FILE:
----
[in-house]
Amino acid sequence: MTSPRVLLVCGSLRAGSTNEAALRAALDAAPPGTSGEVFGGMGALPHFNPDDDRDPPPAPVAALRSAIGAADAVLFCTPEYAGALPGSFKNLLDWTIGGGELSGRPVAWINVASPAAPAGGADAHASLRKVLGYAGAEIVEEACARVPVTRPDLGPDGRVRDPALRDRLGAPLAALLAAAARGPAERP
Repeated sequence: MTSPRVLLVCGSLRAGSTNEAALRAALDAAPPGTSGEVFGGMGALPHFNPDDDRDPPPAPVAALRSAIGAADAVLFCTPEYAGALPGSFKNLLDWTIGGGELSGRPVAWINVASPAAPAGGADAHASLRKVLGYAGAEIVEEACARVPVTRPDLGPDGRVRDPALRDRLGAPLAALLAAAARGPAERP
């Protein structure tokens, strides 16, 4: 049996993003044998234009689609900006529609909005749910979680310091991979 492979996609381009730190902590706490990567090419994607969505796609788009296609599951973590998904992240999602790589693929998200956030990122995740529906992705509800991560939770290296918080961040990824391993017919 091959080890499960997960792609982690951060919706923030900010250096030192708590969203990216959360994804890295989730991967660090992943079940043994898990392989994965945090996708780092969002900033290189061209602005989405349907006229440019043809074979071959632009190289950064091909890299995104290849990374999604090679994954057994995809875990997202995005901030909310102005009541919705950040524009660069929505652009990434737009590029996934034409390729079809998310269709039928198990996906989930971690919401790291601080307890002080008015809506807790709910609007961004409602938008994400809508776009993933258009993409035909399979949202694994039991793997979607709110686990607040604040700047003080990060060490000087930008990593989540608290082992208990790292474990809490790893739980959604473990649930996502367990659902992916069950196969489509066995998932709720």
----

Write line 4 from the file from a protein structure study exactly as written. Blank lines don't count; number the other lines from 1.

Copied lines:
């Protein structure tokens, strides 16, 4: 049996993003044998234009689609900006529609909005749910979680310091991979 492979996609381009730190902590706490990567090419994607969505796609788009296609599951973590998904992240999602790589693929998200956030990122995740529906992705509800991560939770290296918080961040990824391993017919 091959080890499960997960792609982690951060919706923030900010250096030192708590969203990216959360994804890295989730991967660090992943079940043994898990392989994965945090996708780092969002900033290189061209602005989405349907006229440019043809074979071959632009190289950064091909890299995104290849990374999604090679994954057994995809875990997202995005901030909310102005009541919705950040524009660069929505652009990434737009590029996934034409390729079809998310269709039928198990996906989930971690919401790291601080307890002080008015809506807790709910609007961004409602938008994400809508776009993933258009993409035909399979949202694994039991793997979607709110686990607040604040700047003080990060060490000087930008990593989540608290082992208990790292474990809490790893739980959604473990649930996502367990659902992916069950196969489509066995998932709720």